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ESPN to introduce new Drafting Special Effects
Continuing its tradition of ground-breaking innovations for sports television, ESPN will introduce the first phase of a new development in motorsports coverage during the live telecast of Saturday’s NASCAR Busch Series season-opening event at Daytona International Speedway on ESPN2.

Using proprietary technology, ESPN will be able to show viewers the effects of drafting in NASCAR racing in a way that has never been done before. The system, which was designed by ESPN and Sportvision, will display numerical readouts of a race car’s horsepower increase and downforce pressure, both as a result of drafting.

“This system will display numbers that could only have been speculated on in the past,” said Jed Drake, ESPN senior vice president and executive producer. “This is the first phase of this project and you can expect more.”

ESPN2 will be the home of the NASCAR Busch Series in 2007, with six select races televised by ESPN on ABC. “We have promised that we would elevate the NASCAR Busch Series with the same standards of production and same high technology that we will use later this year for the NASCAR NEXTEL Cup Series,” said Drake. “The introduction of this special effects system is a perfect example of our commitment to the series.”

Drake said that ESPN’s new draft special effects system was an idea that came to him in 1997 during ESPN’s previous period of NASCAR coverage.

“There is a curiosity about things you can’t see,” said Drake. “We have a long history of creating technological systems to enhance our coverage, and the systems are genuine in the accompanying experience for our viewers.”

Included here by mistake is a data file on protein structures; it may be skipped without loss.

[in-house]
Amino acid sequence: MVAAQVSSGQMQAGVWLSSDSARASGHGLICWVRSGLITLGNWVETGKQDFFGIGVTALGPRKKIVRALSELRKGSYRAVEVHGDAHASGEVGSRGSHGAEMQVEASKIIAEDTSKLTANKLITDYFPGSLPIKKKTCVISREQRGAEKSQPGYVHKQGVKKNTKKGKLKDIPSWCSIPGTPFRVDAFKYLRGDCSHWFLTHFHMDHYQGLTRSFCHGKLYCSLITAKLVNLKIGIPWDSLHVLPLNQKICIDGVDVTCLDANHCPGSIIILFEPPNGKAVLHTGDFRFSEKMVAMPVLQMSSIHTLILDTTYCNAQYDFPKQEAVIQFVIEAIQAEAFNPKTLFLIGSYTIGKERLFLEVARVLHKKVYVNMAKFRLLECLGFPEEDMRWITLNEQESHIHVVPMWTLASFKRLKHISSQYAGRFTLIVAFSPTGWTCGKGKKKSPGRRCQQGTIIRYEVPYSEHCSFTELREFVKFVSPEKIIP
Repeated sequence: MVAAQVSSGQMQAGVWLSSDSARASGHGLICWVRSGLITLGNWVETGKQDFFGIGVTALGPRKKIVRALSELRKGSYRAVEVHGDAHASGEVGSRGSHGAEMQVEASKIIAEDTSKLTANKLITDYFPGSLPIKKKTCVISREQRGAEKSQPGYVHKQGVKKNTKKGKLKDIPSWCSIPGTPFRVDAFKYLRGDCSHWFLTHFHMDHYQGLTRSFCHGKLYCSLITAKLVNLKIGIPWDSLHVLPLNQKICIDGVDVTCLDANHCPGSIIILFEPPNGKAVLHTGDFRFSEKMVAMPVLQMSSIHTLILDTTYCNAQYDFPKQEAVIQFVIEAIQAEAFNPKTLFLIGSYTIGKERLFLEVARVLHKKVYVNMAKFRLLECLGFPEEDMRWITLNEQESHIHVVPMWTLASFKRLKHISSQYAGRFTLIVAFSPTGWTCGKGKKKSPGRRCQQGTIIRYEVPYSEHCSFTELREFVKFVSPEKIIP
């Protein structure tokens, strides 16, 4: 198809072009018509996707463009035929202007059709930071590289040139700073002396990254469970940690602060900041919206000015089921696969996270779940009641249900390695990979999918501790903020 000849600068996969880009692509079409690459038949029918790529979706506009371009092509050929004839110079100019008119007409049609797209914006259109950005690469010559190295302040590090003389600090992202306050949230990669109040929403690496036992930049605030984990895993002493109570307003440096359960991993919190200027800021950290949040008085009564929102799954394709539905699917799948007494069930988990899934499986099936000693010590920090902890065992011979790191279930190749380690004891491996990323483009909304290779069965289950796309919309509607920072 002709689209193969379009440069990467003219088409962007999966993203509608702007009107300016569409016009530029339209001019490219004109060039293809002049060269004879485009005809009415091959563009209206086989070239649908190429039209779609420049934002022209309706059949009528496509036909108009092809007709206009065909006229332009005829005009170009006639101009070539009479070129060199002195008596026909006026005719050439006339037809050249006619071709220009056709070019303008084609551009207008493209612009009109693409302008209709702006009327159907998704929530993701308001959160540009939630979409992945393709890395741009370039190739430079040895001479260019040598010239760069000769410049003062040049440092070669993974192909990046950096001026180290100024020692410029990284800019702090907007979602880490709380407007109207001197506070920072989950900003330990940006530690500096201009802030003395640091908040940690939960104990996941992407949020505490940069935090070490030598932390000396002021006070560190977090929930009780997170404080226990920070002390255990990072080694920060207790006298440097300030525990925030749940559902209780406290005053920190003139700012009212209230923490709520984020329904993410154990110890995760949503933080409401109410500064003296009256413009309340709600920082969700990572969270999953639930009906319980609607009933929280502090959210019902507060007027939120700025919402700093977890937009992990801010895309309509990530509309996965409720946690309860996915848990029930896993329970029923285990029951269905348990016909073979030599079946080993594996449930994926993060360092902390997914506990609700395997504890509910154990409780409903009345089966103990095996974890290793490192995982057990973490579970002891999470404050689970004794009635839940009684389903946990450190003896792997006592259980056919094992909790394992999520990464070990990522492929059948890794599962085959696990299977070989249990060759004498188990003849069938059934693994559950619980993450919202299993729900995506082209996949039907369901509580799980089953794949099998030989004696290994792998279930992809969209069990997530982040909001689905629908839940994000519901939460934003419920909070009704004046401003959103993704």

ESPN and Sportvision worked together to create the “First and 10 Line” in football coverage, now used by nearly all networks, as well as the “K Zone” in baseball coverage. ESPN also worked with another company to create the “Shot Spot” that is used in tennis coverage to show when a ball hits the baseline. All three innovations earned Sports Emmy Awards for ESPN.

Drake said that the Draft Special Effects system uses “massive math calculation, formulas and heavy-duty computing” as well as satellite technology to measure the position of race cars on the race track five times a second, with accuracy within two centimeters.

The new special effects package is the latest addition to ESPN’s NASCAR coverage that will be the most technologically advanced in motorsports history. ESPN will be the first network to use High Definition in-car cameras as part of its overall HD coverage, as well as the first to use Sportvision technology showing car positions and telemetry in coverage of the NASCAR Busch Series.

“ESPN will continue experimenting and pushing the envelope with technology,” said Drake. “It’s part of what we do as a company. Now that we’re back in NASCAR, the technology has risen to the level of our intrigue.”

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